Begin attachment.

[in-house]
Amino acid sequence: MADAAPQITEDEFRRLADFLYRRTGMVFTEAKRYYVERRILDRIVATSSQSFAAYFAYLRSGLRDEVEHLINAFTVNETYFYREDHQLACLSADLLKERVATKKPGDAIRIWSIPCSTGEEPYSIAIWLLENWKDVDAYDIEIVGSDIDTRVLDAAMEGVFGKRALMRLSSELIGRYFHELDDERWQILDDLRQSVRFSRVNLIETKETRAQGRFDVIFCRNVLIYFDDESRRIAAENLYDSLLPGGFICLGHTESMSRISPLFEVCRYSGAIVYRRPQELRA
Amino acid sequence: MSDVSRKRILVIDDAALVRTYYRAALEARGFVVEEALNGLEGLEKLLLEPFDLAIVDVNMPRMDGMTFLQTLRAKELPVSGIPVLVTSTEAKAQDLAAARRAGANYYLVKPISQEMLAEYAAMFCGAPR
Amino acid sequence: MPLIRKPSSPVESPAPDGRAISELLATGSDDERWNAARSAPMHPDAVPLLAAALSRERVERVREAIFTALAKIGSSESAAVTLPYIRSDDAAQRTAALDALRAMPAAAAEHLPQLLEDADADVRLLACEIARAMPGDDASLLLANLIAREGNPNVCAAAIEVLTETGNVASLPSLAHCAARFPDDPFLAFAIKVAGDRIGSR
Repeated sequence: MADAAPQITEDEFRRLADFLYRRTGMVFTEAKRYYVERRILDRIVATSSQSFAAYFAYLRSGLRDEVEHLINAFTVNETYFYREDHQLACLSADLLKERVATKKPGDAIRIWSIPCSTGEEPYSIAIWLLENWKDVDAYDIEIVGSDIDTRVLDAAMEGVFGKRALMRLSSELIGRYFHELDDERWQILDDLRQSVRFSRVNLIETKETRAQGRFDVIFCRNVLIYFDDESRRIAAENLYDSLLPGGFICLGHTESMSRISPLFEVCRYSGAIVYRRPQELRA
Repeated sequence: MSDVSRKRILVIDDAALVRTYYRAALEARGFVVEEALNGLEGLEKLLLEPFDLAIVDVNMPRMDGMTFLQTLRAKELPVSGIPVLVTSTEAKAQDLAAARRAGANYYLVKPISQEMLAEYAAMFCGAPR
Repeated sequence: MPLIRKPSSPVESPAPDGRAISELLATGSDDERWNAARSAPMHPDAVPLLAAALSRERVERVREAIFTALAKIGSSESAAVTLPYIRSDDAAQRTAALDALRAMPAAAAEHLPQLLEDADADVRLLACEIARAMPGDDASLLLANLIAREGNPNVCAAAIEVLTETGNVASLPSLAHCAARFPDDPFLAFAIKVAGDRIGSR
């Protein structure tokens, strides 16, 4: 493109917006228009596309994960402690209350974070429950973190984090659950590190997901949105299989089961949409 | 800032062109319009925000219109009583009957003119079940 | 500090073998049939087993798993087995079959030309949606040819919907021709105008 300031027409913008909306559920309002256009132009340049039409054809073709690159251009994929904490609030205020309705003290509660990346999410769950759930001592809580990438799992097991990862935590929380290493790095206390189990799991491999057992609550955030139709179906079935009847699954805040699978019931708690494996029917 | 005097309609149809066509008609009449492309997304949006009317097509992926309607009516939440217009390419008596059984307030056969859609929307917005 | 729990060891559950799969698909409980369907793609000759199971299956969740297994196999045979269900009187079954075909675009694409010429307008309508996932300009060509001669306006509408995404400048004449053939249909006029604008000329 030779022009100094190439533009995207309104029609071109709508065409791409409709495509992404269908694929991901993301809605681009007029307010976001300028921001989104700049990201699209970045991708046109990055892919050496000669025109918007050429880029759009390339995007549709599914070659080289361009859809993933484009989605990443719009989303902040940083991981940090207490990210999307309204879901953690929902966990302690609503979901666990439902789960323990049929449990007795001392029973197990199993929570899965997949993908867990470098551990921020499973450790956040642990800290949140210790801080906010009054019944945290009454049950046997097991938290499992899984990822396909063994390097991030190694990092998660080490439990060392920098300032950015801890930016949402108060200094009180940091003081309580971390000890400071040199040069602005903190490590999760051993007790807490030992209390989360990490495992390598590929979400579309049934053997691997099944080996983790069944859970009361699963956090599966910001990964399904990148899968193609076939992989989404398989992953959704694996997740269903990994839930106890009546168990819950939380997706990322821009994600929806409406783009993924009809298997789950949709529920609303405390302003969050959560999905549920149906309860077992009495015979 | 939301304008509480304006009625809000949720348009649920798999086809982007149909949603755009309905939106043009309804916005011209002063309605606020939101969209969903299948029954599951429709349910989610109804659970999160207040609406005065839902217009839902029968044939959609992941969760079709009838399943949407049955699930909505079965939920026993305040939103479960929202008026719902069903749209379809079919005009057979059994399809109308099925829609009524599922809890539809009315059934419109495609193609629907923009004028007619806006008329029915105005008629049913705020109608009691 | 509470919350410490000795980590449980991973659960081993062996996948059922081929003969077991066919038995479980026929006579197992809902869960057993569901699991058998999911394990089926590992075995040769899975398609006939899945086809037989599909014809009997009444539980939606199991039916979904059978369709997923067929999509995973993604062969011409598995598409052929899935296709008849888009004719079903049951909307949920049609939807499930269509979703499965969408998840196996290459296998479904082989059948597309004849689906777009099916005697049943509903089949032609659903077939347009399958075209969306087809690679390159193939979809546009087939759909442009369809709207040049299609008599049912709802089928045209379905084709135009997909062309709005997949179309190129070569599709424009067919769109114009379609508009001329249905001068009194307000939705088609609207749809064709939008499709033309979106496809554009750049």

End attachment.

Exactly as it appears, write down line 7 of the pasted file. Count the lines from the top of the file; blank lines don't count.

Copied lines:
Repeated sequence: MPLIRKPSSPVESPAPDGRAISELLATGSDDERWNAARSAPMHPDAVPLLAAALSRERVERVREAIFTALAKIGSSESAAVTLPYIRSDDAAQRTAALDALRAMPAAAAEHLPQLLEDADADVRLLACEIARAMPGDDASLLLANLIAREGNPNVCAAAIEVLTETGNVASLPSLAHCAARFPDDPFLAFAIKVAGDRIGSR